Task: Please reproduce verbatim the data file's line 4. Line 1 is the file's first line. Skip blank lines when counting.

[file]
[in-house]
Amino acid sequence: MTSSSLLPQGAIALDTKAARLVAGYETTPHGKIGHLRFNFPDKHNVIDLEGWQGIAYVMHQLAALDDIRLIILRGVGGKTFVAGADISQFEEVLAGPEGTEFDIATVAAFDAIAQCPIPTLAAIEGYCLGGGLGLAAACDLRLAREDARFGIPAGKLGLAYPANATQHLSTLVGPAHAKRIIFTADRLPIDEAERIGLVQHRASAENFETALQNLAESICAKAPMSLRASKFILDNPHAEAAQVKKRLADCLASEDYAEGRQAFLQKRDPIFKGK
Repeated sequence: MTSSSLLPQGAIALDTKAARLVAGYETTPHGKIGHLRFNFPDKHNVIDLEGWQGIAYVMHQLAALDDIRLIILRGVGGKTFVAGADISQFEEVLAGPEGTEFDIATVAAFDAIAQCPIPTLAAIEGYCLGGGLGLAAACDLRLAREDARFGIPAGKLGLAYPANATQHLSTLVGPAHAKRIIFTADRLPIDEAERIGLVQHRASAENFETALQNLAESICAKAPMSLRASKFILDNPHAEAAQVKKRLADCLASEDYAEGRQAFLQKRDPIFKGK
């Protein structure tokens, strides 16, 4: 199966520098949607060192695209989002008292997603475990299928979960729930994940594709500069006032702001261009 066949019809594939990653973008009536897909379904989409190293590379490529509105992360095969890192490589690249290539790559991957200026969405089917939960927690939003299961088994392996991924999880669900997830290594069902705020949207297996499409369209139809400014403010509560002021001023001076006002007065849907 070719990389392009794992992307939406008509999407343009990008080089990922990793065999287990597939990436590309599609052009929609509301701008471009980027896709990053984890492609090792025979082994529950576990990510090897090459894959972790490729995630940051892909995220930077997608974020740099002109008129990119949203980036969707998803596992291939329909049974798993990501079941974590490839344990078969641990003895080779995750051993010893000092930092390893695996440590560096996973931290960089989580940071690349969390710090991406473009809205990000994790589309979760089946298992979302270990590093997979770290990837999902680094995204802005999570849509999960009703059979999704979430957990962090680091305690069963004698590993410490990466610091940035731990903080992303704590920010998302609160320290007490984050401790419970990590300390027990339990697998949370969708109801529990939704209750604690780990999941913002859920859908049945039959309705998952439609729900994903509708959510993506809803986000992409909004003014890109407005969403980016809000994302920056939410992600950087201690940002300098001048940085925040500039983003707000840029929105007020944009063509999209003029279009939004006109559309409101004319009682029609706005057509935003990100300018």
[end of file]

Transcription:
């Protein structure tokens, strides 16, 4: 199966520098949607060192695209989002008292997603475990299928979960729930994940594709500069006032702001261009 066949019809594939990653973008009536897909379904989409190293590379490529509105992360095969890192490589690249290539790559991957200026969405089917939960927690939003299961088994392996991924999880669900997830290594069902705020949207297996499409369209139809400014403010509560002021001023001076006002007065849907 070719990389392009794992992307939406008509999407343009990008080089990922990793065999287990597939990436590309599609052009929609509301701008471009980027896709990053984890492609090792025979082994529950576990990510090897090459894959972790490729995630940051892909995220930077997608974020740099002109008129990119949203980036969707998803596992291939329909049974798993990501079941974590490839344990078969641990003895080779995750051993010893000092930092390893695996440590560096996973931290960089989580940071690349969390710090991406473009809205990000994790589309979760089946298992979302270990590093997979770290990837999902680094995204802005999570849509999960009703059979999704979430957990962090680091305690069963004698590993410490990466610091940035731990903080992303704590920010998302609160320290007490984050401790419970990590300390027990339990697998949370969708109801529990939704209750604690780990999941913002859920859908049945039959309705998952439609729900994903509708959510993506809803986000992409909004003014890109407005969403980016809000994302920056939410992600950087201690940002300098001048940085925040500039983003707000840029929105007020944009063509999209003029279009939004006109559309409101004319009682029609706005057509935003990100300018």